The case is Muriel v. SCI Arizona Funeral Services decided October 30, 2014 by District Court Judge Douglas L. Rayes of the District Court of Arizona (2015 U.S. Lexis 147510). The case is not important so much for the outcome, which was summary judgment for SCI. Rather, its importance is in relation to the role of prior salary in deciding wage discrimination claims in both the Equal Pay Act (EPA) and Title VII.
The facts of the case are that Muriel was a long-time worker in the funeral home industry who had a degree in mortuary science and was a licensed funeral director. Her initial job at SCI was as an embalmer at $19 per hour. She was then promoted to Location Manager at a salary of $52,000 and received two raises to a salary of $54,262. She then requested a demotion to Funeral Director, which paid $21 per hour. She then resigned her position and filed an EPA claim that her two replacements, both male, were hired at higher salaries than what she received. One of the males (Beavers) was hired as Location Manager at a salary of $58,000 and the other male (McCormack) was hired as Funeral Director at $22 per hour. It was clear that the two jobs in question were substantially equal; the only issue is whether there was a legitimate defense for the wage differences.
SCI’s defense was that the wage differences were due to factors other than sex (FOS), the most commonly used of four statutory defenses from the EPA statute. Beavers was first offered $54,000 for Location Manager, which was less than Muriel made before stepping down. However, he was already making $57,000 in a prior position and negotiated a $58,000 salary. Beavers then hired McCormick as Funeral Director at $22 per hour. SCI argued two things: (1) there was an urgency to hire a new Funeral Director; and (2) McCormick was already making $21.63 per hour and he and Beavers rounded that figure to $22 per hour. Thus, SCI satisfied the FOS defense for both positions.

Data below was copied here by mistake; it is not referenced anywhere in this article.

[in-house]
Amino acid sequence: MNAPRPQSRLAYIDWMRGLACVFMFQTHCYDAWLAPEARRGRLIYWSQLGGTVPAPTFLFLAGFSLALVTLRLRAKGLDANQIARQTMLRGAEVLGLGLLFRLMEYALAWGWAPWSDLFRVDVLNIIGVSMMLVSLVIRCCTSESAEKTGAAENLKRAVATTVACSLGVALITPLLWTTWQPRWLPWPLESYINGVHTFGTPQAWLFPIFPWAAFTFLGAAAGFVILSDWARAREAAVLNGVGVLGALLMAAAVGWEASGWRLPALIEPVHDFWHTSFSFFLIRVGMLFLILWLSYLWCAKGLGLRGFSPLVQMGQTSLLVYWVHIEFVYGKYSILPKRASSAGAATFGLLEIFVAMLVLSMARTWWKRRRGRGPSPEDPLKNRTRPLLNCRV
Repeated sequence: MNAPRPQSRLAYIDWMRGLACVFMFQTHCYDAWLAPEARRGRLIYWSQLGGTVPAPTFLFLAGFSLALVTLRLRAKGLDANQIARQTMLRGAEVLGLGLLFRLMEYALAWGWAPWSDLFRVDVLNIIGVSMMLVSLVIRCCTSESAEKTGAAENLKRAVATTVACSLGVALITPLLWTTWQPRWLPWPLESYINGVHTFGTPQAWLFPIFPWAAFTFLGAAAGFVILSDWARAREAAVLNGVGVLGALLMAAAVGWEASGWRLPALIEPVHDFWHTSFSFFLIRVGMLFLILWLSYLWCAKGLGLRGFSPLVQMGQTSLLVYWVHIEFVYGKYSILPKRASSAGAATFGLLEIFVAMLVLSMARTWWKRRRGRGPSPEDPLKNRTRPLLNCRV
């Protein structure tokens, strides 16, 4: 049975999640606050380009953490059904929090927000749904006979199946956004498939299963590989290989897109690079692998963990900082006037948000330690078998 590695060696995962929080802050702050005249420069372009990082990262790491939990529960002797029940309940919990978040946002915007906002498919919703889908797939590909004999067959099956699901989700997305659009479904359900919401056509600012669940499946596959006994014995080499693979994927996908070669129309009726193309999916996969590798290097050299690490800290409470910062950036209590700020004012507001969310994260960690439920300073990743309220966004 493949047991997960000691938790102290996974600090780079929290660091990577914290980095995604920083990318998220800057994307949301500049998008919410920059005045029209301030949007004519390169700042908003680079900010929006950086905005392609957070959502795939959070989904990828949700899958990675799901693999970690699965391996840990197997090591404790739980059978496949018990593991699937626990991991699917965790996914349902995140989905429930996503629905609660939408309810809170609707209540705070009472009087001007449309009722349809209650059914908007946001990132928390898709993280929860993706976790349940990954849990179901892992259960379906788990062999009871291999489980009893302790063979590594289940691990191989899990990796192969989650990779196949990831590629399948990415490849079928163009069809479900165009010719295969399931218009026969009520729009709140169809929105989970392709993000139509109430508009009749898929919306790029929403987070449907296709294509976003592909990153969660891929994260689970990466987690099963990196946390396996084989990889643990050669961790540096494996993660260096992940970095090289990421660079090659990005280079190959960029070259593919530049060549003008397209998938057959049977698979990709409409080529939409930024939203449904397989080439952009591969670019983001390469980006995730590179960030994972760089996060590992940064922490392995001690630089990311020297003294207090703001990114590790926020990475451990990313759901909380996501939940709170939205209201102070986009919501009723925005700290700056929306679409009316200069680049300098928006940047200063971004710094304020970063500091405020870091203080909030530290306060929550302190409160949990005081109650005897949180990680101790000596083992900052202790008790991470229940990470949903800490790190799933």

So why is the case important? In rendering his ruling, Judge Rayes cited Kouba v. Allstate (1982) in which a class of female plaintiffs sued Allstate because of its policy of using prior salary to dictate starting salary. This was a Title VII claim of wage discrimination, which, in the early 1980s, were decided using EPA rules. The plaintiffs claimed that this policy had a discriminatory effect on women, which, in essence, is an adverse impact claim. The 9th Circuit ruled that prior salary could serve as an FOS if used “reasonably in light of the employer’s stated purpose as well as its other practices.” In other words, the Kouba defense is, in effect, a business necessity defense.
In Kouba, the prior salary was for a different prior job in a different company.
In comparison, in Covington v. Southern Illinois University (SUI) (1987), an EPA case, Covington was an art advisor at SIU working toward her MA degree who challenged the salary she was offered for a different job SIU after obtaining her MA degree. The 7th Circuit, disagreeing with the Kouba ruling sanctioned the FOS defense for SIU because “the wage policy of only the present employer is involved, any presumption of prior discrimination has no place.” Additionally, the 7th Circuit stated:
The ninth Circuit proceeded as if the Equal Pay Act worked like the disparate-impact theory under Title VII: if the plaintiff shows that an employment practice adversely affects protected workers as a group, then the employer must provide a strong reason (“business necessity”) for the practice. … An analogy to disparate-impact litigation under Title VII does not justify a “business reason” requirement under the Equal Pay Act, however, because the Equal Pay Act deals exclusively with disparate treatment. It does not have a disparate impact component.
There have been other cases on prior salary; too many to detail in a blog. The bottom line is that four circuit courts have endorsed the Kouba standard, whereas two circuit courts have endorsed the Covington standard. So the question going forward is will any factor other than sex constitute an FOS in the EPA regardless of what it is (Covington), or does it have to satisfy the Kouba standard (job relatedness)?
My own opinion is that should the Supreme Court decide to tack this issue some day, the Kouba standard could work for Title VII, but not for the EPA.
By Art Gutman, Ph.D., Professor, Florida Institute of Technology